It’s prom night in Pekin. A teenaged driver and his date are thinking of wrapping up the festivities. The young driver has made the unwise choice of including drugs or alcohol in the party. When he swerves to avoid a pothole on the road, his impaired reflexes cause him to crash into another vehicle.
This crash scenario was a simulation performed during the Prom Night Crash Reenactment, the centerpiece of Operation Prom Night held Thursday afternoon on the football field at Pekin Community High School. The American Red Cross Central and Southern Illinois offers Operation Prom Night as a free program to local schools. The Red Cross works with local officials, fireman, policeman, and more to bring home the risks of driving under the influence to young people in Central Illinois.
After the crash, the simulation continued with bystanders arriving on the scene, said Lisa Maynard, ThinkFirst coordinator at OSF Healthcare Illinois Neurological Institute. They called 911 and checked on the status of those in both vehicles. The driver himself was relatively unscathed, sustaining just a few bruises and a gashed cheek. Next to him, his date was sprawled in the passenger seat, very still and completely unresponsive. In the other vehicle, the driver was slumped forward against the steering wheel. The woman in the passenger seat was plainly very much alive, by turns berating the impaired driver and calling bystanders to check on her friend.
First responders from the Pekin Police Department, the Pekin Fire Department and Rescue Squad, and Advanced Medical Transport arrived on the scene, said Maynard. The driver of the first vehicle was given a sobriety test and placed under arrest. His date is beyond the help of first responders. In the other vehicle, the driver was unconscious from blunt force trauma. The strident passenger has sustained back injuries that left her paralyzed. An OSF Life Flight helicopter was called in to evacuate her from the scene.
Pekin Community High School junior Payton Thomas, 16, was one of students watching the simulation from the football stands outside the high school. She believes the incident heightened consciousness of the potential consequences of underaged drinking.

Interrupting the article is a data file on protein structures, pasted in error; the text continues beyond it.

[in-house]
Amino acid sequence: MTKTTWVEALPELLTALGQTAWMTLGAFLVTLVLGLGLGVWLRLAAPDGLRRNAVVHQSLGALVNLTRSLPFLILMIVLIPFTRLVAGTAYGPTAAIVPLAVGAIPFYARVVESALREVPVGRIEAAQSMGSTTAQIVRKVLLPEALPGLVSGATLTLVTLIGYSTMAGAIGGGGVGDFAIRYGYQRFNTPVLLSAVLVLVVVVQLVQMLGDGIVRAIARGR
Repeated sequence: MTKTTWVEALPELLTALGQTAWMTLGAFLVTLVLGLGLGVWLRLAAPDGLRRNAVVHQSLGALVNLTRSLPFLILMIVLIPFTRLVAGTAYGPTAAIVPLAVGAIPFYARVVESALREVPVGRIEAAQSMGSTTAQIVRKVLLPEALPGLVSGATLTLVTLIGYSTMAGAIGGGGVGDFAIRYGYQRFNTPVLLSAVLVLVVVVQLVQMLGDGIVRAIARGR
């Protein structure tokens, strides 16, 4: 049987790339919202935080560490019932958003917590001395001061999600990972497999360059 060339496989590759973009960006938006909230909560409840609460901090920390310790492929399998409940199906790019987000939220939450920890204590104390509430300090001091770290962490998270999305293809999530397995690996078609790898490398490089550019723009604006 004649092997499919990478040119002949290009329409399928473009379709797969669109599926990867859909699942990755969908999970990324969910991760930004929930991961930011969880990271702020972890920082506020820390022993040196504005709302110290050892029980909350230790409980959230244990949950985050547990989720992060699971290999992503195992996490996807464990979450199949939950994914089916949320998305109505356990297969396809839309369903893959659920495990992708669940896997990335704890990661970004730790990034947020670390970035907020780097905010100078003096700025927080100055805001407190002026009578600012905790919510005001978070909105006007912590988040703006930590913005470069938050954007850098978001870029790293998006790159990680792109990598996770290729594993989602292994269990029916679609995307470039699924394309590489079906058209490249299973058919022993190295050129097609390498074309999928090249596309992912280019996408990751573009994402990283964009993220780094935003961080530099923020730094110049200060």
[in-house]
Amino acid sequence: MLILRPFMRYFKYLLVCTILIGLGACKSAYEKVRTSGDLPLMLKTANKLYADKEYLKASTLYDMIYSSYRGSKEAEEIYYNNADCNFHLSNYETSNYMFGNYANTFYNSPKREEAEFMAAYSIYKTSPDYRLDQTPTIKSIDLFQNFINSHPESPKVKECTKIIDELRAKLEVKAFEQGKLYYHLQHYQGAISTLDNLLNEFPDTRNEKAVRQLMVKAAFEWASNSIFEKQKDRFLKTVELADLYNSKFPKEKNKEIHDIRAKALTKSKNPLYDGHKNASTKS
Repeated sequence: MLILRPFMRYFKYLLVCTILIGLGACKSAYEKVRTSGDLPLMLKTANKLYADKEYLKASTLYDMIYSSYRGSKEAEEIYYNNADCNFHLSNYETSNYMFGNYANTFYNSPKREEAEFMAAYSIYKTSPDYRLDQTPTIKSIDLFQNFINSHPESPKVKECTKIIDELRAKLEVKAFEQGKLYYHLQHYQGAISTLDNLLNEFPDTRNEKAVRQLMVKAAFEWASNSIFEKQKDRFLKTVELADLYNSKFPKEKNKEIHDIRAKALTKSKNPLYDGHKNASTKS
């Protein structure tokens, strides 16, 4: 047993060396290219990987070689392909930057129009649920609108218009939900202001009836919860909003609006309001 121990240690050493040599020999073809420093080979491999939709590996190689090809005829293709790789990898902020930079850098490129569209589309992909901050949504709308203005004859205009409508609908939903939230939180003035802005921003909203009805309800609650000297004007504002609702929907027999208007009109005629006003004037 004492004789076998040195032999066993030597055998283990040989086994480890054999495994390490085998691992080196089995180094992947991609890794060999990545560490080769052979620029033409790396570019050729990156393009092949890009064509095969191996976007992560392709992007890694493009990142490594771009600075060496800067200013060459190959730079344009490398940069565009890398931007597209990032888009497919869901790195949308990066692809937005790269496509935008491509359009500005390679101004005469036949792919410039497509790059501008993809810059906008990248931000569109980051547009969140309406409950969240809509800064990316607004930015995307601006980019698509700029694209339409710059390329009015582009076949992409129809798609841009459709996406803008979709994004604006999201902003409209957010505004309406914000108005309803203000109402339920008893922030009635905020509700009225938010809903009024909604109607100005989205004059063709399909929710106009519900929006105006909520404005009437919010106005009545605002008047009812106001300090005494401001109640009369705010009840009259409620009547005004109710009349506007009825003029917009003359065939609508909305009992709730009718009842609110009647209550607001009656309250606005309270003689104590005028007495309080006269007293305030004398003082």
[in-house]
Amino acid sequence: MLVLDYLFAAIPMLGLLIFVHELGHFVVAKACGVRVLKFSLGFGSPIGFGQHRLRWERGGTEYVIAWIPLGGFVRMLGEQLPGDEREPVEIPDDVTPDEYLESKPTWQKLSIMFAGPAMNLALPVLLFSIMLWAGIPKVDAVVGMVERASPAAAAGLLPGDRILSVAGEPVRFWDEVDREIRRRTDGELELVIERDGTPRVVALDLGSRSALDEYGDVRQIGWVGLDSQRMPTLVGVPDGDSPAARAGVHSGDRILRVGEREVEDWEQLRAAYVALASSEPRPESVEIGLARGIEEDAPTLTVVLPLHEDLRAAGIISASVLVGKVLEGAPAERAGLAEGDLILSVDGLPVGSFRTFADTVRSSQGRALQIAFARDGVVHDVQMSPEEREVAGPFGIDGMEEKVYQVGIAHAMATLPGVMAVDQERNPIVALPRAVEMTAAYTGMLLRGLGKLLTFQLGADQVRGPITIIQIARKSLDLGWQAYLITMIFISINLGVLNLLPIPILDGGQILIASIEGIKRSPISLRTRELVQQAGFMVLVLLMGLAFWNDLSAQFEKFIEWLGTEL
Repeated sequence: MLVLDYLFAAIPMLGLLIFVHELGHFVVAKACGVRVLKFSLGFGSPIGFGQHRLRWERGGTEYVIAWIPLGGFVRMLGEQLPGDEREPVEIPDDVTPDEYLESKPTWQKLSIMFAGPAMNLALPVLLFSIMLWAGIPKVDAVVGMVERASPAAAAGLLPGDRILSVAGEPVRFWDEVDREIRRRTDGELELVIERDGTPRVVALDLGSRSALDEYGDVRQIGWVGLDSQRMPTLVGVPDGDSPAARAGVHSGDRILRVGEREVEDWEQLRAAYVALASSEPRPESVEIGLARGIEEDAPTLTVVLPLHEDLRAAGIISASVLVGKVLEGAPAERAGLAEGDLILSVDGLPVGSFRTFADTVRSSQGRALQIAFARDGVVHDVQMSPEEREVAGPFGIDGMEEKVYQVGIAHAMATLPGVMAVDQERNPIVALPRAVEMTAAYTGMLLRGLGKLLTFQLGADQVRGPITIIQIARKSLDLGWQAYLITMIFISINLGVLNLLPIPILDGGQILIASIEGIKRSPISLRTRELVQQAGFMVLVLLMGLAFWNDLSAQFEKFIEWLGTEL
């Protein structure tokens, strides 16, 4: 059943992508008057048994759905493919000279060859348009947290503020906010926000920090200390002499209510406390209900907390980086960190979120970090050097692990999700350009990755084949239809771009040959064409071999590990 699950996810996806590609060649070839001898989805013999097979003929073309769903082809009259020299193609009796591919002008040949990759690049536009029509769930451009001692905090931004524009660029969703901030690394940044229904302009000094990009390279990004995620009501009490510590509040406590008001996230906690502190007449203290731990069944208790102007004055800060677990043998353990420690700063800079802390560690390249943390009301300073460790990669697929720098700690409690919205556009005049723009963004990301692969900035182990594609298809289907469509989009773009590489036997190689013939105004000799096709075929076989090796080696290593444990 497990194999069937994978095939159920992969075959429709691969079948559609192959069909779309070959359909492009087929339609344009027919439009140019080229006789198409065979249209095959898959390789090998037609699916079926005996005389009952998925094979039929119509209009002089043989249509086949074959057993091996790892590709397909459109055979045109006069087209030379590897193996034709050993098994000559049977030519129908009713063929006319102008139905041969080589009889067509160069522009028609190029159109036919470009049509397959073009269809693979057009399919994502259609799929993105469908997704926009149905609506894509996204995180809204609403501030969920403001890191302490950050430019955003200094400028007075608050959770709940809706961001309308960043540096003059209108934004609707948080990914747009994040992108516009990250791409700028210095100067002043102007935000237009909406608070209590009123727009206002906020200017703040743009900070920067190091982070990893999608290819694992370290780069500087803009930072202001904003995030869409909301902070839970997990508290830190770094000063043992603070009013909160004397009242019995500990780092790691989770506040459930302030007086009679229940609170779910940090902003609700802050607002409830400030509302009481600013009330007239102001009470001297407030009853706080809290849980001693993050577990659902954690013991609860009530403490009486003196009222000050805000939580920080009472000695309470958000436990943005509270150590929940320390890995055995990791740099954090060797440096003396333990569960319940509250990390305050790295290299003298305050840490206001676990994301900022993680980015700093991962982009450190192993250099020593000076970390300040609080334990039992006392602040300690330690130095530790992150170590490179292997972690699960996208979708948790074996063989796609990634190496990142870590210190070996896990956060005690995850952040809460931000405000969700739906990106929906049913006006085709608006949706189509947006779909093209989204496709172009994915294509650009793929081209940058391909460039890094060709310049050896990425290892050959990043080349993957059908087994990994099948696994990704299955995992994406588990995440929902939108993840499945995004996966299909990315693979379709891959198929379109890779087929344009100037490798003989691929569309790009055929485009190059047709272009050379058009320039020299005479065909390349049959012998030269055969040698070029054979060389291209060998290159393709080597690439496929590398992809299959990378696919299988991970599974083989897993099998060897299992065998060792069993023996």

“I think underaged drinking is pretty common, especially on prom night,” said Thomas. “I think Operation Prom Night made a lot of people understand that your death doesn’t just affect you, and one bad choice on your part can lead to someone else’s death.”
The event was organized by the school’s Student Ambassadors group and sponsored by PCHS principal Amy Hubner and school counselors Jakki Johnson, Theresa Slover and Ann Gallinger. PCHS worked with community partners like OSF Saint Francis Medical Center, the American Red Cross, the Tazewell County coroner and Preston-Hanley Funeral Home.
“It’s rare to get a Life Flight here,” said Joel Schmieg, PCHS assistant principal of curriculum. “Weather conditions have to be almost perfect for them to land safely, and they always have to be on call for emergencies.”
The purpose of the Prom Night Crash reenactment was to raise awareness of the dangers of driving under the influence of drugs or alcohol, and to encourage students to make the right choices.
“It’s always important to keep the risks of driving while impaired in mind, but it’s especially important during prom and graduation season,” said Maynard. “We want to encourage people to make the right choices, which means that not only should you not drive impaired, but you shouldn’t ride with someone who’s impaired.”
Michelle Watson, whose 18-year-old son died in a one-car crash with two of his friends in rural Tazewell County on Father's Day in 2006, shared her story with PCHS students. Her message was that decisions matter, and a decision like driving while impaired can forever change the lives of people around them.
“The event was very successful,” said Maynard. “The students were amazing, and all the community partners did a great job of pulling together and working as a team. The students seemed very attentive and very receptive.”